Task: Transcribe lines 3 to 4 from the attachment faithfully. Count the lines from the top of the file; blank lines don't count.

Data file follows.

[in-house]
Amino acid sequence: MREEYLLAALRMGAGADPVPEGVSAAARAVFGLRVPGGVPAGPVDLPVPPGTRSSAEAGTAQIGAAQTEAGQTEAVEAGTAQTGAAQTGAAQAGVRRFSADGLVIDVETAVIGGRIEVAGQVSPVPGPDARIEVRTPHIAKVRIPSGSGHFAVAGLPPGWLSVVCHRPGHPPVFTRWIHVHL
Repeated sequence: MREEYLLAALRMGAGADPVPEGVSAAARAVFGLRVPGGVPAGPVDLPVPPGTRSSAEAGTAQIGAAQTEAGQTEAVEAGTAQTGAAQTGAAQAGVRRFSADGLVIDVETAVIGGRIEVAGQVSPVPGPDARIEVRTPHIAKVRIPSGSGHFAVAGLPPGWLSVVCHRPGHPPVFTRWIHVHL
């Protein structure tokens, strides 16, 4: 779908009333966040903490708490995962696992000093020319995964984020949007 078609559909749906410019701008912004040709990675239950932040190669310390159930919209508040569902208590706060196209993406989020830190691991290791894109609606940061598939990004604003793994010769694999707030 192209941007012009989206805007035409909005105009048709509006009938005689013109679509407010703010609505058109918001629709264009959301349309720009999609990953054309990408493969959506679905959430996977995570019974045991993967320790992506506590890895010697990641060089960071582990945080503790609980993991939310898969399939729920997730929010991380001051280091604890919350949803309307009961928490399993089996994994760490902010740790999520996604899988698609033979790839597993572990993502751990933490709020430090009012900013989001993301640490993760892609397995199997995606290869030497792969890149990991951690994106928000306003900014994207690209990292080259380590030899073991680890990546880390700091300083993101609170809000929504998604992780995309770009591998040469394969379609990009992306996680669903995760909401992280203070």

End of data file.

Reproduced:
Repeated sequence: MREEYLLAALRMGAGADPVPEGVSAAARAVFGLRVPGGVPAGPVDLPVPPGTRSSAEAGTAQIGAAQTEAGQTEAVEAGTAQTGAAQTGAAQAGVRRFSADGLVIDVETAVIGGRIEVAGQVSPVPGPDARIEVRTPHIAKVRIPSGSGHFAVAGLPPGWLSVVCHRPGHPPVFTRWIHVHL
């Protein structure tokens, strides 16, 4: 779908009333966040903490708490995962696992000093020319995964984020949007 078609559909749906410019701008912004040709990675239950932040190669310390159930919209508040569902208590706060196209993406989020830190691991290791894109609606940061598939990004604003793994010769694999707030 192209941007012009989206805007035409909005105009048709509006009938005689013109679509407010703010609505058109918001629709264009959301349309720009999609990953054309990408493969959506679905959430996977995570019974045991993967320790992506506590890895010697990641060089960071582990945080503790609980993991939310898969399939729920997730929010991380001051280091604890919350949803309307009961928490399993089996994994760490902010740790999520996604899988698609033979790839597993572990993502751990933490709020430090009012900013989001993301640490993760892609397995199997995606290869030497792969890149990991951690994106928000306003900014994207690209990292080259380590030899073991680890990546880390700091300083993101609170809000929504998604992780995309770009591998040469394969379609990009992306996680669903995760909401992280203070």